Google’s Intent on Fostering Net Access for Disabled

  • October 22, 2009
  • Bruce Bromley

Search engine giant and Net neutrality cheerleader Google wants everyone to be able to enjoy all the wonders of the Internet, and in between all its other thousands of projects, it’s making a serious commitment to making the Internet as accessible as possible.

Advanced Web designs and tools and browser add-ons can pose irksome challenges to Internet users who are disabled, whether they’re dealing with poor eyesight, finger dexterity issues or deafness. Just consider, for a moment, how much Internet use requires typing, decent eyesight and capable mouse use, and not every site or online operation is taking the needs of the disabled into account.

Google has been working for years on enabling development kits and software so programs can be more accessible and just launched a formal Web site to house news and information on what’s up when it comes to information access efforts.

According to the Official Google Blog, the goal is to “make the world’s content available to people with disabilities,” whether that’s visual impairment, blindness, color deficiency, hearing loss or physical dexterity issue.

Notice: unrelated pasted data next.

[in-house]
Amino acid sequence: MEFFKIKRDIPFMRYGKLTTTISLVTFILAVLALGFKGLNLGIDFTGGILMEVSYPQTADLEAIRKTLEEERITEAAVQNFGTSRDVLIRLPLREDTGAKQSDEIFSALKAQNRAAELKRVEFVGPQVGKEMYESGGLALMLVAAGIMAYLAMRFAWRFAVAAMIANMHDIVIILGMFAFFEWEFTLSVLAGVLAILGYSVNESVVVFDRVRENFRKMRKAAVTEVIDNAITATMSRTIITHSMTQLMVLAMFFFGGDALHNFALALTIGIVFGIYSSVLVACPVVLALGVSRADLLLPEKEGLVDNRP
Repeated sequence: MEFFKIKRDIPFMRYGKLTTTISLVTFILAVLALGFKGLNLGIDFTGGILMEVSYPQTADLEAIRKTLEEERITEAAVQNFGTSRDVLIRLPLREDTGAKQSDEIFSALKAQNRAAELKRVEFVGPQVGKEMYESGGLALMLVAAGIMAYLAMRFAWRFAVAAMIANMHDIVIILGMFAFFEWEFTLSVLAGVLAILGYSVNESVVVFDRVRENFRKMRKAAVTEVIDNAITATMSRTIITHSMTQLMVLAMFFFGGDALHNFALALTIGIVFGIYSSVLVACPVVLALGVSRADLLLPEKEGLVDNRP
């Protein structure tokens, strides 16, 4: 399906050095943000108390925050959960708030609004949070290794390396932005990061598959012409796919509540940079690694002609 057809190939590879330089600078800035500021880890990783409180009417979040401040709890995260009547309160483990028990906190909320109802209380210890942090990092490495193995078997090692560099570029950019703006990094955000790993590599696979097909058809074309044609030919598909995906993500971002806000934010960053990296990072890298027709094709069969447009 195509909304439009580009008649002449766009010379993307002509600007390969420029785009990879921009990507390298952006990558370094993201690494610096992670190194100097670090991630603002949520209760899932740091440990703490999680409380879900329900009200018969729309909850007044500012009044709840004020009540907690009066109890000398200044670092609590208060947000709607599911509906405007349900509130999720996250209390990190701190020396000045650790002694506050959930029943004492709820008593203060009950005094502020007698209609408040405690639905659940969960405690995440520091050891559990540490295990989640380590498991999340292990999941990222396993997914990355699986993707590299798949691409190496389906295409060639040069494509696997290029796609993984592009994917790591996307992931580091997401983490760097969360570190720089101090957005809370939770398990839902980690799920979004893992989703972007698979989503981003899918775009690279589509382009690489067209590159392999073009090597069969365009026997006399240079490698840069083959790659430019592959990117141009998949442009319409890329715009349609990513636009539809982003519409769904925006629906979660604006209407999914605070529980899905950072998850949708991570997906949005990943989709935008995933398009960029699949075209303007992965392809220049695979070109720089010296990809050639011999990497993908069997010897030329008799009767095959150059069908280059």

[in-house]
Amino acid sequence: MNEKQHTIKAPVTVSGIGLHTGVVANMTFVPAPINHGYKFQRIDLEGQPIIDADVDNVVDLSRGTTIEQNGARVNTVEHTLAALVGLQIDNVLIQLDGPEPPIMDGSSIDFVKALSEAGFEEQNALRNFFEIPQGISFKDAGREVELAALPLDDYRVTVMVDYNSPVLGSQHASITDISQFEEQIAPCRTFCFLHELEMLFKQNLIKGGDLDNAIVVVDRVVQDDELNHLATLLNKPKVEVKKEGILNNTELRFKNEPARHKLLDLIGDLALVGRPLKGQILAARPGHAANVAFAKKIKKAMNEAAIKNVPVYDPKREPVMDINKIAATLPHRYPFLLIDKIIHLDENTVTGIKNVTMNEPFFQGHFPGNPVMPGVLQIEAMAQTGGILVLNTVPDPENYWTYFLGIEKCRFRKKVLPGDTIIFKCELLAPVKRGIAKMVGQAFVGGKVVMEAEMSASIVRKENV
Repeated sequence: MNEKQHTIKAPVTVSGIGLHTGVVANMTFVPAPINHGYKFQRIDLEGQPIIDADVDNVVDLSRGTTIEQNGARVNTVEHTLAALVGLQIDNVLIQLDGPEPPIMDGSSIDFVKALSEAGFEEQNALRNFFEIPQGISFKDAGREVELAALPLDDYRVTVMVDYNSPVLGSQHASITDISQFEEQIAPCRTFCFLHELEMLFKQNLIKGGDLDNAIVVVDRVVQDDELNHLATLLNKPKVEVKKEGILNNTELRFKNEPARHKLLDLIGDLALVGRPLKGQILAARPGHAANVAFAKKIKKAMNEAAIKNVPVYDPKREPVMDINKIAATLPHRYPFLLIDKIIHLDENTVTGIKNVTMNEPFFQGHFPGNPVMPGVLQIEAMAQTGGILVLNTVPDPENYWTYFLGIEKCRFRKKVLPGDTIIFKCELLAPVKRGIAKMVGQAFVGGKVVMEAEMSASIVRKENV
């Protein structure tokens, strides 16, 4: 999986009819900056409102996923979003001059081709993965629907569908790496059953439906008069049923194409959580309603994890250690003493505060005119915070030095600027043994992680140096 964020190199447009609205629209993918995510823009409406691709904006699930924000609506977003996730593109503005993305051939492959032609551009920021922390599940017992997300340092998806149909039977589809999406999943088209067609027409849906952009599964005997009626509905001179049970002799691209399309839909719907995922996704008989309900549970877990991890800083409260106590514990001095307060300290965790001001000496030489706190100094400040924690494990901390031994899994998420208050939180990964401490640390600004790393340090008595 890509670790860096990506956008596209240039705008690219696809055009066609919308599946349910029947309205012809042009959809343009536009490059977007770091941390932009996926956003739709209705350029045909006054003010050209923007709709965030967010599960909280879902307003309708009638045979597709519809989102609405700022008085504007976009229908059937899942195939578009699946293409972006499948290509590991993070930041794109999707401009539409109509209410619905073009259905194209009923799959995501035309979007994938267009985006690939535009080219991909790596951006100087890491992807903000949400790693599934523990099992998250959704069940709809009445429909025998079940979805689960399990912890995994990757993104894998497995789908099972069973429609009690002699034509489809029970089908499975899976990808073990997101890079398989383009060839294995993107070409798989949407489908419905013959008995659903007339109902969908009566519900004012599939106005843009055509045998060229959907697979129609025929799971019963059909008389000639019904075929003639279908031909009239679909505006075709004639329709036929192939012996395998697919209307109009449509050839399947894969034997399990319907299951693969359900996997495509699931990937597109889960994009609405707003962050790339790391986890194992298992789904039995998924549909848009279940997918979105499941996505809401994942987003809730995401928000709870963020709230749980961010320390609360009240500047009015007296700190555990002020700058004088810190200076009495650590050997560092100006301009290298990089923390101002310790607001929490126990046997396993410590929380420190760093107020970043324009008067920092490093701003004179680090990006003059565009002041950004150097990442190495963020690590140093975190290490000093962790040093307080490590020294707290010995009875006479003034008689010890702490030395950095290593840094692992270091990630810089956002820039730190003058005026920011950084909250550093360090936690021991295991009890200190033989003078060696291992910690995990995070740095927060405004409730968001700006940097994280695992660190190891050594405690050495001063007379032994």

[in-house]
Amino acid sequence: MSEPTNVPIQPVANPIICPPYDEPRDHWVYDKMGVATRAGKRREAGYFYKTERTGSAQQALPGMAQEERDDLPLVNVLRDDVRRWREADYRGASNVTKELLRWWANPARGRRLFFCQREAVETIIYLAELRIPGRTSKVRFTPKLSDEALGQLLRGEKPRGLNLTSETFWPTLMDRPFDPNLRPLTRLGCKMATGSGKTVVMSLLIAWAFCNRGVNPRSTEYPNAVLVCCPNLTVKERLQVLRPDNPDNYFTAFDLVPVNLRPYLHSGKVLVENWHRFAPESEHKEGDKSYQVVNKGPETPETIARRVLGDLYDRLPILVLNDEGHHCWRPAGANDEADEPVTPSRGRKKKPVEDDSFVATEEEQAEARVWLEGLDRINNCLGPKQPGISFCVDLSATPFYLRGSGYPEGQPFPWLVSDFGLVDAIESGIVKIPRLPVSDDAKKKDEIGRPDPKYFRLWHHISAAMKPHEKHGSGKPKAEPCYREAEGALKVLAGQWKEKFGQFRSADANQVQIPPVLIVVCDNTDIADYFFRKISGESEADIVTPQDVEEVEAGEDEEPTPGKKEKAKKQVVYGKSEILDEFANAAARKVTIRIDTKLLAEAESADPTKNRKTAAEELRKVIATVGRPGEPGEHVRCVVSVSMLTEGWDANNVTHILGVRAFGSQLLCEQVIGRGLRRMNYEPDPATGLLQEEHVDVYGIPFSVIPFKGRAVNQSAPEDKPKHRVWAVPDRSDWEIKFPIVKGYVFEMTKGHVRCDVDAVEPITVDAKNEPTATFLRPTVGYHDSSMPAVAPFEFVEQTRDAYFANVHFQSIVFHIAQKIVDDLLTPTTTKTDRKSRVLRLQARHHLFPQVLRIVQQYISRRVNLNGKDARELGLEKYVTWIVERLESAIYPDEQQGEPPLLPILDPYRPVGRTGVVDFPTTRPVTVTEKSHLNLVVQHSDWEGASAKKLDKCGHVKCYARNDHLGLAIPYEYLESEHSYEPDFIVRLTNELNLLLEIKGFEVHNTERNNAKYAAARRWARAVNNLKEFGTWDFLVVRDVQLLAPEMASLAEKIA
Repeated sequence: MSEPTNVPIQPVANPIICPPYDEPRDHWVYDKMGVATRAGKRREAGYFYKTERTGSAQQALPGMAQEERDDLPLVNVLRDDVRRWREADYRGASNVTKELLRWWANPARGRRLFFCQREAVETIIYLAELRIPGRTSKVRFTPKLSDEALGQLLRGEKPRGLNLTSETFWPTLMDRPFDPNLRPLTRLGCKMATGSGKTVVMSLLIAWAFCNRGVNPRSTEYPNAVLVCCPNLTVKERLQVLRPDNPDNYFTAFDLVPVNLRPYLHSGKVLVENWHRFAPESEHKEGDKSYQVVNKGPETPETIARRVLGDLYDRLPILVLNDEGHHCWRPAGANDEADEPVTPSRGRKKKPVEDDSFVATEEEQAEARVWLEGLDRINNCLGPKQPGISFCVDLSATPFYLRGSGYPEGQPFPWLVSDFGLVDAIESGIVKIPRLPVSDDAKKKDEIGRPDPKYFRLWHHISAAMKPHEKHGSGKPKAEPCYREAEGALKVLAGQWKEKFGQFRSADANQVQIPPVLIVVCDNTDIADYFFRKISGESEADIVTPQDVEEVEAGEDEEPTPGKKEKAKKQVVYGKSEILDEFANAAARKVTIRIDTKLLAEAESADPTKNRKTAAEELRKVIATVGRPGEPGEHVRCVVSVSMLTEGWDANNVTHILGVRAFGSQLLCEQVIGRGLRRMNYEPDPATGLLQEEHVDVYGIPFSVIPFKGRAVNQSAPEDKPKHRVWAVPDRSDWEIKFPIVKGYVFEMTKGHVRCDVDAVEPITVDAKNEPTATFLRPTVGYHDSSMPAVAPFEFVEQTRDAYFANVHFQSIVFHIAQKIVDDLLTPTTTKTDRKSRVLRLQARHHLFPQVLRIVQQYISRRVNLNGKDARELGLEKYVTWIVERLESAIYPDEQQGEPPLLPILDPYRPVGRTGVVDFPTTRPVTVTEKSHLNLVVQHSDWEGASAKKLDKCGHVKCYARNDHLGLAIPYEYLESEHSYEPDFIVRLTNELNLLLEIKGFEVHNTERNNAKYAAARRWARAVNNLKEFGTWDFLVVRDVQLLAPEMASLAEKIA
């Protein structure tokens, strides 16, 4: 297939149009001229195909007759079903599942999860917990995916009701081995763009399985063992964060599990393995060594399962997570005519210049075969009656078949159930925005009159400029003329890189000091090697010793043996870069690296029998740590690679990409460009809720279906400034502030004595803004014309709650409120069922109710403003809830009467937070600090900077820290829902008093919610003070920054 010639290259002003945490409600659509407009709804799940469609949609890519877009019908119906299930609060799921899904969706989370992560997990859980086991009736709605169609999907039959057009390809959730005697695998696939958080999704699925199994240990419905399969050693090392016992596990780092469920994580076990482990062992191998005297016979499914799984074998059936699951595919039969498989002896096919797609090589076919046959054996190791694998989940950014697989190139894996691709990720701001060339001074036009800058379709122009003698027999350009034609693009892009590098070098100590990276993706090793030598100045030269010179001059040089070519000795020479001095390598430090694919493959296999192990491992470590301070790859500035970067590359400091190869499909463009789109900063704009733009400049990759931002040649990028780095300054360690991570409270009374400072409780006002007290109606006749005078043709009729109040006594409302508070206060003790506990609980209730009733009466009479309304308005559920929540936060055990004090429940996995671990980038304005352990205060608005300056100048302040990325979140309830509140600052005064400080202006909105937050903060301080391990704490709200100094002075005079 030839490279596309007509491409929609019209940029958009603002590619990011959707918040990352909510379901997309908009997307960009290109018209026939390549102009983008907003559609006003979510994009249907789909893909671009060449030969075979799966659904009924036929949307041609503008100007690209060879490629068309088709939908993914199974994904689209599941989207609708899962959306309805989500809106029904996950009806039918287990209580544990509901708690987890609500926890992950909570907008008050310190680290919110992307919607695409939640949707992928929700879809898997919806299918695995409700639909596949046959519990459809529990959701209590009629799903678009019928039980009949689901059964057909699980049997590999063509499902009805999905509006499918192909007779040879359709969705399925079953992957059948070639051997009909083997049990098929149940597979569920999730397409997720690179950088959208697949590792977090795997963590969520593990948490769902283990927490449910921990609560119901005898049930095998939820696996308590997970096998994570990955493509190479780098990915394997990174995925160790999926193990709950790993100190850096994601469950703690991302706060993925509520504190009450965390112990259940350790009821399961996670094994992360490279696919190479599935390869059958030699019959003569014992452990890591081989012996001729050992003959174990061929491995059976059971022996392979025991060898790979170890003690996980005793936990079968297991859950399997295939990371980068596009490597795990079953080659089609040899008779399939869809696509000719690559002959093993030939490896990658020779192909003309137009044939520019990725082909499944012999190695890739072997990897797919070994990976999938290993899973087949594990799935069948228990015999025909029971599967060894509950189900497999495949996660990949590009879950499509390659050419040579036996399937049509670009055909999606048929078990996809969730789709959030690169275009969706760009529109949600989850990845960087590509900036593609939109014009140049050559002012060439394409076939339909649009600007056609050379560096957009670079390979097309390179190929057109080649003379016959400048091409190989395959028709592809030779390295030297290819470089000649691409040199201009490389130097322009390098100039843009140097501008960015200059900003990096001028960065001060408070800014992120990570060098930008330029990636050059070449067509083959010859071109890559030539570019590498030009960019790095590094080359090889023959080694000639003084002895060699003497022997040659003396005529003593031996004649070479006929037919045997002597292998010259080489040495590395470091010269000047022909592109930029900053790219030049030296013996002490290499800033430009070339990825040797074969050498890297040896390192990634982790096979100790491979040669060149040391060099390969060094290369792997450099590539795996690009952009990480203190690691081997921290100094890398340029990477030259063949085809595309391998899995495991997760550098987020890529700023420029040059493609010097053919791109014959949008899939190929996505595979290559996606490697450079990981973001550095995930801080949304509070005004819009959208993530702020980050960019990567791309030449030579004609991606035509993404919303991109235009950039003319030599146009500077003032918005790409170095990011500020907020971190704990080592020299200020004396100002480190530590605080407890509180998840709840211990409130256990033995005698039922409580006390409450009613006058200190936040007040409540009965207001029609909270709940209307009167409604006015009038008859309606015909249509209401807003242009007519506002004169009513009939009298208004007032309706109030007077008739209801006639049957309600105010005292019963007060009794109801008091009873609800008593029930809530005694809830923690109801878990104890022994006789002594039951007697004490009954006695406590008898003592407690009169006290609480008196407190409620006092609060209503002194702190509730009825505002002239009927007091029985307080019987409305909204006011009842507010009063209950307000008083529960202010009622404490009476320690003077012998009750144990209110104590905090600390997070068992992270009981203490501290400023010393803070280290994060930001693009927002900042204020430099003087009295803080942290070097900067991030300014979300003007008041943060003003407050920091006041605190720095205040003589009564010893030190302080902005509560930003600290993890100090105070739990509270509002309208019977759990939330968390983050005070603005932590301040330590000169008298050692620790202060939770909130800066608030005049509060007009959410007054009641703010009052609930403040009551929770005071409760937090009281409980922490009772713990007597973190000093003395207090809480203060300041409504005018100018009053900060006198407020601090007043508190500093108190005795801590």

“According to the United Nations, 650 million people live with a disability, which makes them the world’s largest minority,” states the blog.

Google’s already developed a talking RSS reader for the open source Android mobile platform and its technical development work has included innovations in making usability enhancements into social networking applications.

And, as usual, Google wants your feedback on its efforts to foster greater access.

“Around here, we often say, ‘launch early and iterate’ — meaning, get something out the door, get feedback, and then improve it. In that tradition, our accessibility website is pretty simple, and we expect this site to be the first of many iterations. We’re excited about the possibilities. The thing we’re most excited about is getting your feedback about Google products and services so we can make them better for the future. Take a look and let us know what you think,” writes Jonas Klink, accessibility product manager, in the blog posting.